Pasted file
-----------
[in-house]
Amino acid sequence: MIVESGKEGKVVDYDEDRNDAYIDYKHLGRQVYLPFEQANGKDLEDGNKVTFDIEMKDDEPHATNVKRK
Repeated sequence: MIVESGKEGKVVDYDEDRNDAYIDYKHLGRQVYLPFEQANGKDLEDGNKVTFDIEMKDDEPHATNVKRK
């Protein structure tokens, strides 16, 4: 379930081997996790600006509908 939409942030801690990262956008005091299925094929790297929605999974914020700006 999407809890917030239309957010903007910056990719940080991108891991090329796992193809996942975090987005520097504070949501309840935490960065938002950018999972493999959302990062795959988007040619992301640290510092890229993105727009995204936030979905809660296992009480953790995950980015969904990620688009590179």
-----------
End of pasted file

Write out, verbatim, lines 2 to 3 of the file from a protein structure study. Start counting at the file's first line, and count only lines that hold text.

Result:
Amino acid sequence: MIVESGKEGKVVDYDEDRNDAYIDYKHLGRQVYLPFEQANGKDLEDGNKVTFDIEMKDDEPHATNVKRK
Repeated sequence: MIVESGKEGKVVDYDEDRNDAYIDYKHLGRQVYLPFEQANGKDLEDGNKVTFDIEMKDDEPHATNVKRK